- Develop clear policies-and make sure you model and enforce them from the top down. If you're asking your employees to do things like keep their calendars up to date for better visibility into everyone's schedule or show up to meetings right on time and turn their cameras on, yet your company leaders aren't doing the same, it sets a bad example. It's so simple, yet so critical: Practice what you preach, at all levels of your organization.
- Hire the right people. Not everyone has the skills to be an effective remote manager, and not every person thrives in a remote work environment. Ensure you bring on people with a strong degree of personal accountability, excellent communication, time management and organizational skills, and who you can trust to get things done even if they're 1,000 miles away.
VMblog: How do you see this change to working from anywhere affecting productivity? Will it increase, decrease, have no effect?
Clemmer: It all depends on the company. Some roles can't be performed as effectively remotely; that's just the reality. Trying to force that shift to happen long-term likely won't result in a positive or productive result. But for roles that can be performed remotely, so long as people have the right hardware and software, clear guidance from their company and manager on remote work expectations and the ability to communicate honestly about challenges that arise, most can be far more productive when they have control over their work environment.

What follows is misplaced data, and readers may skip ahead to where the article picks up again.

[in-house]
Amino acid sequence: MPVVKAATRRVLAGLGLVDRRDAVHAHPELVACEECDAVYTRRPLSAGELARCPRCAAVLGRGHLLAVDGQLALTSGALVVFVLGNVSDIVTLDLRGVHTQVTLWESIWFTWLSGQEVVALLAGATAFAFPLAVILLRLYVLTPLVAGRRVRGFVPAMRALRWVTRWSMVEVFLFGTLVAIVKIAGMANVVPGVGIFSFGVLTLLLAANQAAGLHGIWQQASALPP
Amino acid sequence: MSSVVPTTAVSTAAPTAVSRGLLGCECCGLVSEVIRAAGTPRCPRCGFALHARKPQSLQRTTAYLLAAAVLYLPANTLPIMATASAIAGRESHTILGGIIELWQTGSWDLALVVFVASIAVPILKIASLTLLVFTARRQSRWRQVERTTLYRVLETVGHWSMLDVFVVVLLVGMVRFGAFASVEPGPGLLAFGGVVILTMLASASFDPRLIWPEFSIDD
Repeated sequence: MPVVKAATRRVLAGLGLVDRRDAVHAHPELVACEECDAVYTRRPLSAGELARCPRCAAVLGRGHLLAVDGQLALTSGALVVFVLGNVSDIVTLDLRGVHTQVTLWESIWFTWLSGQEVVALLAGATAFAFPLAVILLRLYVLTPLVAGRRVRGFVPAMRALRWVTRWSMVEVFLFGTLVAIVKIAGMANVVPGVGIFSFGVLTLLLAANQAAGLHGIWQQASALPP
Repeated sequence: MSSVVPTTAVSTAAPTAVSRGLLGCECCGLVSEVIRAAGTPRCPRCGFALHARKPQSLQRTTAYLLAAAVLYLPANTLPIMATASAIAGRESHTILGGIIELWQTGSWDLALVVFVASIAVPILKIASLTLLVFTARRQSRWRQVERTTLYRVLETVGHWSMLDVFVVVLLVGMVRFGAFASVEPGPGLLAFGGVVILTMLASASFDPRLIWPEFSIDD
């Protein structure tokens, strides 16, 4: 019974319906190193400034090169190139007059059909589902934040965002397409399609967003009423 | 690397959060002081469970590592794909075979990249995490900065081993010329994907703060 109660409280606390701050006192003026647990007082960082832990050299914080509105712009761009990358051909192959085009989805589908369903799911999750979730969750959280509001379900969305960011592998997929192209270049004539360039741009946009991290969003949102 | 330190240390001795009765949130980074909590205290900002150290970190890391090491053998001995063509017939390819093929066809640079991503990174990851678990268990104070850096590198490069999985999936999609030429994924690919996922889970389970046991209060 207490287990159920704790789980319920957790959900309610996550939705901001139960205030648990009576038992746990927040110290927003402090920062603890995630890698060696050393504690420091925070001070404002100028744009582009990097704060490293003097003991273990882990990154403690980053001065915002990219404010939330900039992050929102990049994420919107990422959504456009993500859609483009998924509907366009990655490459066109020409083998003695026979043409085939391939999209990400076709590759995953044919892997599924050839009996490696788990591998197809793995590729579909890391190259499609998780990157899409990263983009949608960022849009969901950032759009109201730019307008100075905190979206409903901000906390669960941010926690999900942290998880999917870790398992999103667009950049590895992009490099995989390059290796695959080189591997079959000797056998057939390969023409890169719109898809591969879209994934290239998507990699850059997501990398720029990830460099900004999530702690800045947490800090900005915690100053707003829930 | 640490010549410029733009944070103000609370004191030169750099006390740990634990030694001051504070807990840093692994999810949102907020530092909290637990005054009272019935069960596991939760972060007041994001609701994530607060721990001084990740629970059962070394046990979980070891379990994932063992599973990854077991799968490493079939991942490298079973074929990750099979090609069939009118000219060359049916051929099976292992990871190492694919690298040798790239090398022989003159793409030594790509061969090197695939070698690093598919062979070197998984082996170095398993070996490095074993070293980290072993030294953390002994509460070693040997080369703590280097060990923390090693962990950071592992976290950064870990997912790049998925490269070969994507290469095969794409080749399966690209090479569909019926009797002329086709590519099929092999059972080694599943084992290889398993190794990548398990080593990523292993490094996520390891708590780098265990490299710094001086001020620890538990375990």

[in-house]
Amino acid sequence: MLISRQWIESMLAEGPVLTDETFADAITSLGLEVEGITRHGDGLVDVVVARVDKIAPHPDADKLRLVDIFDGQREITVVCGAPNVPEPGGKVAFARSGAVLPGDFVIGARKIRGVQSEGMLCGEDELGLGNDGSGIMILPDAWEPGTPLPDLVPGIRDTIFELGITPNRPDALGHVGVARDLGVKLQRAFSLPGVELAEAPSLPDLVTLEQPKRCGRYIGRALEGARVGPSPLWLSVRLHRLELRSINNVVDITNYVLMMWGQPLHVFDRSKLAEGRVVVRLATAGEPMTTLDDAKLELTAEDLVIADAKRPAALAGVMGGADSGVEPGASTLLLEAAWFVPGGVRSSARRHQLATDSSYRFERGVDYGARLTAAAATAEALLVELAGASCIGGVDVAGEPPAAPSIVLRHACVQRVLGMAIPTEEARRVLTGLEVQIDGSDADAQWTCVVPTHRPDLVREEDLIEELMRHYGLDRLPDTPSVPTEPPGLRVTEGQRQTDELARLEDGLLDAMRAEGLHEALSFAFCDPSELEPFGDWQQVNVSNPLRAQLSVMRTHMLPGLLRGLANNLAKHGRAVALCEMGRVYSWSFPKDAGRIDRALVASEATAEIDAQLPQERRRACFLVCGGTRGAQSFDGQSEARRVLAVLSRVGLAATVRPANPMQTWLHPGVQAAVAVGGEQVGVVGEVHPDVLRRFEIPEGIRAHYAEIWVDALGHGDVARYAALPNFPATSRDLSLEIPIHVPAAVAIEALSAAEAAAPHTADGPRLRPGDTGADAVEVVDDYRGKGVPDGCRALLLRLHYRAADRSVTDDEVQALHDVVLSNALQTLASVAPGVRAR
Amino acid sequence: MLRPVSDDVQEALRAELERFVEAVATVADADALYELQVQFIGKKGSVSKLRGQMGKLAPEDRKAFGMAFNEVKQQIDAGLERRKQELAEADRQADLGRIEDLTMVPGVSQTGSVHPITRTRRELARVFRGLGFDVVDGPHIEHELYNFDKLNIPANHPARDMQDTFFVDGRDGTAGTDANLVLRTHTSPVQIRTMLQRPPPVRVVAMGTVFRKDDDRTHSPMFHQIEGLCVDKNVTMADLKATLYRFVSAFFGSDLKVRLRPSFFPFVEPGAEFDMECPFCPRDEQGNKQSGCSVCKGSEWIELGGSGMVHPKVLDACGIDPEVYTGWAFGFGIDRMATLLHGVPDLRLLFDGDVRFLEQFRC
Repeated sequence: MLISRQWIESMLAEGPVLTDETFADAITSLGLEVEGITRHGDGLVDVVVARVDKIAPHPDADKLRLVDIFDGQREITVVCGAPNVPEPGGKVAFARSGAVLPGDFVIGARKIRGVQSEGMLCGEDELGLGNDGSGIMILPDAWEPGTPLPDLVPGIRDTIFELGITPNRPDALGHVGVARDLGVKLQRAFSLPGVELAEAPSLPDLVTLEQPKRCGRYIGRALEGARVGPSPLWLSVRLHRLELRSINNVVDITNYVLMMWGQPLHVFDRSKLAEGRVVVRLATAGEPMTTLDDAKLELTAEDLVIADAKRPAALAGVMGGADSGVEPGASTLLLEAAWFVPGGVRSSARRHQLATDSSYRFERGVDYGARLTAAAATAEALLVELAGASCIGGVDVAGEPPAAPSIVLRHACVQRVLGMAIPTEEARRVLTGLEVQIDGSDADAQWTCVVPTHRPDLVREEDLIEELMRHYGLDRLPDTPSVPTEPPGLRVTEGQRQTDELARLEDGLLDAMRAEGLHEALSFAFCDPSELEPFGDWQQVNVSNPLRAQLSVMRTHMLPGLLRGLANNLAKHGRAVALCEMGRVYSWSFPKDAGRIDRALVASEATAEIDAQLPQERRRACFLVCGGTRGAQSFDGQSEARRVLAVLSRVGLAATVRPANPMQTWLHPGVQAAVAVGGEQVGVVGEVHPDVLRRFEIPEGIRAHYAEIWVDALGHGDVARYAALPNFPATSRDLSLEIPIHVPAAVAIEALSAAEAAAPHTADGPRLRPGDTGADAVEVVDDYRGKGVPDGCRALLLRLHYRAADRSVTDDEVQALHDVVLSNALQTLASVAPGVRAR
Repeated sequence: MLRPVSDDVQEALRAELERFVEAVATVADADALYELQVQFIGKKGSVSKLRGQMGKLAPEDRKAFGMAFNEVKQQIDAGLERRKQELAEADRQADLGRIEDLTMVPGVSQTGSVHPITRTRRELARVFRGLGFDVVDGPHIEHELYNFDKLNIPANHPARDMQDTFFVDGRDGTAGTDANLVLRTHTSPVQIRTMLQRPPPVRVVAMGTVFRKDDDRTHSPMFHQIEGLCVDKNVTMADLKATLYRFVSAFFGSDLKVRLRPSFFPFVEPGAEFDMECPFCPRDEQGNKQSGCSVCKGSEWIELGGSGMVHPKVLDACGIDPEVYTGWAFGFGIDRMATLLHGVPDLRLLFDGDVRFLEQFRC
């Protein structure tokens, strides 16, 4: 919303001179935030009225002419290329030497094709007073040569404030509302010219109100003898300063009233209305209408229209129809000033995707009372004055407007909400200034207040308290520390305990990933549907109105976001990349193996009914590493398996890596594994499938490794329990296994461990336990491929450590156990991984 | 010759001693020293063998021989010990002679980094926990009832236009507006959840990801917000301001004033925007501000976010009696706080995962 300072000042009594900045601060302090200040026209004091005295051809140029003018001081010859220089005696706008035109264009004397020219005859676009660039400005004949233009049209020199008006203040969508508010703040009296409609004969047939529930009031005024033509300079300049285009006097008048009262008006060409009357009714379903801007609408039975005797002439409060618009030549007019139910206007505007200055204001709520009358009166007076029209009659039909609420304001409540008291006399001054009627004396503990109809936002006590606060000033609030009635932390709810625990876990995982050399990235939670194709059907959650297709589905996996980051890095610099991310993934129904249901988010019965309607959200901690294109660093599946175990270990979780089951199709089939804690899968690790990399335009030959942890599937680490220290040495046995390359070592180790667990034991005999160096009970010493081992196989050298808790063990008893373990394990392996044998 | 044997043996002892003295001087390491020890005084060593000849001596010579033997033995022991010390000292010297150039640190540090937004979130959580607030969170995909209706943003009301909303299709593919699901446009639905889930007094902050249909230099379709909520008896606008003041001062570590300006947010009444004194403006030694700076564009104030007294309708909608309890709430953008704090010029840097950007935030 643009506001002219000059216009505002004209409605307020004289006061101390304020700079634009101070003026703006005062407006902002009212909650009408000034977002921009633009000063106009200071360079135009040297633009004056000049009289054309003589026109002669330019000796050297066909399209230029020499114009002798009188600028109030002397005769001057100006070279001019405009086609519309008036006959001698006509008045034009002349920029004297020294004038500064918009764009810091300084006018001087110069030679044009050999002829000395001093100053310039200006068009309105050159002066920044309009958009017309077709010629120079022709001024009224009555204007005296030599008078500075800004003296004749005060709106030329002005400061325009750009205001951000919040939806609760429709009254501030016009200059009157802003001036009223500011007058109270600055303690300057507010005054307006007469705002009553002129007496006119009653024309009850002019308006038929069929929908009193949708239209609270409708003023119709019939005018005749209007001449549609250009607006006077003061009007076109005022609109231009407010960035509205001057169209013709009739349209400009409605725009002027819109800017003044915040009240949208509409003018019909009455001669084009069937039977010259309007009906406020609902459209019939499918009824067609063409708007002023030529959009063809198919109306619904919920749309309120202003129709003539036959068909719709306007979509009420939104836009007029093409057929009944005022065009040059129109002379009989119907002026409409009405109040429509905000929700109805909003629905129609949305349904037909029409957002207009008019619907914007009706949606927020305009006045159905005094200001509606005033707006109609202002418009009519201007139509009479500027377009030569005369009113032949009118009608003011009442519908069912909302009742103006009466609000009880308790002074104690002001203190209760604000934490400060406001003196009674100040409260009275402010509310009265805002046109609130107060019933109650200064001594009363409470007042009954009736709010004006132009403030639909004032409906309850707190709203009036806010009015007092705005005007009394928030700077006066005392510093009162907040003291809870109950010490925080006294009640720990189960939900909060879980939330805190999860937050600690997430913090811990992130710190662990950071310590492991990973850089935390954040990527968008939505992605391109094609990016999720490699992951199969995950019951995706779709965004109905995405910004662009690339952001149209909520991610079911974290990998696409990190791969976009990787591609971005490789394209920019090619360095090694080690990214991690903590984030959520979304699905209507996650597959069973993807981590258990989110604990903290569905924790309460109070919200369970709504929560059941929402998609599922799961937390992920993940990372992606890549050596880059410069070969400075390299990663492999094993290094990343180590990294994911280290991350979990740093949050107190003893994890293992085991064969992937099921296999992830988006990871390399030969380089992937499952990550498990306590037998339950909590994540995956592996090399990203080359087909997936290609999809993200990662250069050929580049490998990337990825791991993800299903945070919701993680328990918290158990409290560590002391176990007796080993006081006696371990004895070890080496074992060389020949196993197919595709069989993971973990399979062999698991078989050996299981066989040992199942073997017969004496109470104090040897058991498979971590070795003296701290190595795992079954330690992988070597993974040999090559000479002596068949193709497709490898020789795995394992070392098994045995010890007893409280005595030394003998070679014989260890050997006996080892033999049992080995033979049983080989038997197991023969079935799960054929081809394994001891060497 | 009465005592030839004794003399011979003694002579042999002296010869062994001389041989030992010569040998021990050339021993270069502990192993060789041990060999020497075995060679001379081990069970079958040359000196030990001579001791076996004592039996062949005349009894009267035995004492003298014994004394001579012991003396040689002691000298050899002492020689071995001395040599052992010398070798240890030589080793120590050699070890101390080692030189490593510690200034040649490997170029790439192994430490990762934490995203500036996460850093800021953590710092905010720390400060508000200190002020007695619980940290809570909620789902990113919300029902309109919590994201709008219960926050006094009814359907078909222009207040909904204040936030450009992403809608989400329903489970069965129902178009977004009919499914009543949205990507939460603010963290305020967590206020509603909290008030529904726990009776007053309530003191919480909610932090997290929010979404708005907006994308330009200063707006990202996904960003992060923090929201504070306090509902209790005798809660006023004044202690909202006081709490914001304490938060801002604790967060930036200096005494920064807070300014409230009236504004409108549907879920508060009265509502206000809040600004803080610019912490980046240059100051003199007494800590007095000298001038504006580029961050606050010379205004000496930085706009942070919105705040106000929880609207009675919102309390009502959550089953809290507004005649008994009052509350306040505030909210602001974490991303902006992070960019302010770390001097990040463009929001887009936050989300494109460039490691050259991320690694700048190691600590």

Of course, people also must want to work from outside the office. A good chunk of people like the structure of having an office and set hours and/or may not have access to a productive work environment anywhere else. Forcing them to make that work will not be effective for them. The key is to be flexible: Allow those employees who can and want to work remotely to do so and continue to provide an in-office space for those who still want to come into the office, even if it's only a couple days a week.